Match Fixing’s Shadow Looms Over eSports in the Run-Up to ICE 2024

Match Fixing's Shadow Looms Over eSports in the Run-Up to ICE 2024

The integrity of eSports, a rapidly growing industry, is under threat due to the prevalence of match-fixing, a problem not unfamiliar to traditional sports.

Ian Smith, the eSports Integrity Commission’s (ESIC) integrity commissioner, underscores the gravity of this issue. He particularly emphasizes its prevalence in lower-tier competitions, where financial incentives to cheat often surpass the rewards for honest play.

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The lure of match-fixing: A financial temptation

Smith points out that the temptation for match-fixing in eSports arises from a disparity in tournament prizes and earnings from betting fraud. Lower-tier eSports players, struggling financially, are often enticed by the prospect of earning more through match-fixing than by winning legitimate competitions. The betting markets on these matches frequently exceed the prize money, creating an environment ripe for corruption.

“The first is that markets are often offered on matches that have very low prize money, and the markets tend to be bigger than the prize money on offer,” Smith asserted.

The integrity commissioner further argues that expecting players to resist these temptations based solely on moral values is unrealistic. He emphasizes the need for robust measures to combat this issue. Unfortunately, the decentralized nature of eSports tournaments, with a wide range of event organizers, adds to the challenge. Many of these organizers lack the resources or knowledge to implement effective anti-corruption measures.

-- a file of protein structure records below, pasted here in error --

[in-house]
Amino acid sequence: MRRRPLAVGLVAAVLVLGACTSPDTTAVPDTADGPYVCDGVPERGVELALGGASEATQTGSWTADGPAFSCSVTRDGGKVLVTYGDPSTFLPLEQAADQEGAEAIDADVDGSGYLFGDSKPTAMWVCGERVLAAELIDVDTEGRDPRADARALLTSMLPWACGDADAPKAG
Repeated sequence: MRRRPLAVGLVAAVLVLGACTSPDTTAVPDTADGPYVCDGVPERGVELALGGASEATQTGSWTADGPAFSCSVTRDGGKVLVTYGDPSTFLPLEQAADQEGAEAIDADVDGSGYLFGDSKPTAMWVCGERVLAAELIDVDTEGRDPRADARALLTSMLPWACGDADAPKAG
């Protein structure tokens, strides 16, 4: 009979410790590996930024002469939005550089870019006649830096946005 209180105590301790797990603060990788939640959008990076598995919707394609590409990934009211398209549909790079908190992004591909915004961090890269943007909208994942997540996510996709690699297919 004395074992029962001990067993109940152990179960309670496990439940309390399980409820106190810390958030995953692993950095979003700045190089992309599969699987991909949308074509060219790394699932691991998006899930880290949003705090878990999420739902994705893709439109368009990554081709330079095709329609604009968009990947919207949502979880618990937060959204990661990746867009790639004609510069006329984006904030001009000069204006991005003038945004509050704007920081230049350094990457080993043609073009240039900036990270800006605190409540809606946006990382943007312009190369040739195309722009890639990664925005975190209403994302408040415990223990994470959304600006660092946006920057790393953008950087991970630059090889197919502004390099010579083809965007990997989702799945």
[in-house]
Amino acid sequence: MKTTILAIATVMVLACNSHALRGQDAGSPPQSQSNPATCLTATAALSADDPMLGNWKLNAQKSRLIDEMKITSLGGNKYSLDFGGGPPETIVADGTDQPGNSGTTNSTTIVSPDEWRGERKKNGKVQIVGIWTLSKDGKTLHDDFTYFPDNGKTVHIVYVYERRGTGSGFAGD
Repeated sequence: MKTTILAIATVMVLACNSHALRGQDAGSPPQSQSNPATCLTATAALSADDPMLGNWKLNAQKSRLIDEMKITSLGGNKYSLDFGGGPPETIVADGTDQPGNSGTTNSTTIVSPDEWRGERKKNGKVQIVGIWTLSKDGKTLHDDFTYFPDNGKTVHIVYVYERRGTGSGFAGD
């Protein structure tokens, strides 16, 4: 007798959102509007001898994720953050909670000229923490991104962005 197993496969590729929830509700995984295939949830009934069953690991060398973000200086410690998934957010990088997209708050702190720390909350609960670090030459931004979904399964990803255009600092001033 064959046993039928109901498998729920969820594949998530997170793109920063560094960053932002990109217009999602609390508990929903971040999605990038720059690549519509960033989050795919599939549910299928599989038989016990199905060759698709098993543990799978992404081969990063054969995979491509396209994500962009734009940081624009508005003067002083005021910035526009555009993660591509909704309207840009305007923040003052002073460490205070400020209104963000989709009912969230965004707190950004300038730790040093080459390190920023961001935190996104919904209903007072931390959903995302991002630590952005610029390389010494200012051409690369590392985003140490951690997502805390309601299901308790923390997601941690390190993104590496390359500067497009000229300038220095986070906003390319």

“The best way of addressing that is to join ESIC and let us handle the problem. But if you don’t want to do that, then you have to make sure you have decent regulations in place.”

Recent incidents and responses

The issue of match-fixing has led to several significant incidents. A professional Counter-Strike: Global Offensive (CS:GO) player was suspended by ESIC for betting on matches in which he was involved. In a more severe case, a Singaporean eSports player was jailed for participating in a match-fixing scheme during a Valorant game. These incidents underscore the seriousness of the problem.

In response, ESIC has taken proactive steps to address match-fixing. They have formed a joint effort with Victoria Police in Australia, enabling the Sporting Integrity Intelligence Unit to receive real-time alerts on suspicious betting activities. Additionally, ESIC has entered into an educational union with eSports betting operator to develop an Anti-Corruption Tutorial to educate players on ethical behavior. An “Anti-Cheat Partnership” with global games protection provider Denuvo by Irdeto also marks a significant step towards combating cheating and match-fixing.

The road ahead: challenges and criticisms

Despite these efforts, the battle against match-fixing in eSports is far from over. The industry’s young player demographic makes them particularly susceptible to manipulation by criminals. Moreover, ESIC faced criticism for its competence and lack of transparency, which hampers its effectiveness as a regulatory body.

The taboo surrounding match-fixing in eSports contributes to the industry’s credibility issues and impedes its growth. As the eSports world continues to evolve, addressing this problem remains a critical challenge that requires concerted effort from all stakeholders in the industry.

Image credits: Shutterstock, CC images, Midjourney, Unsplash.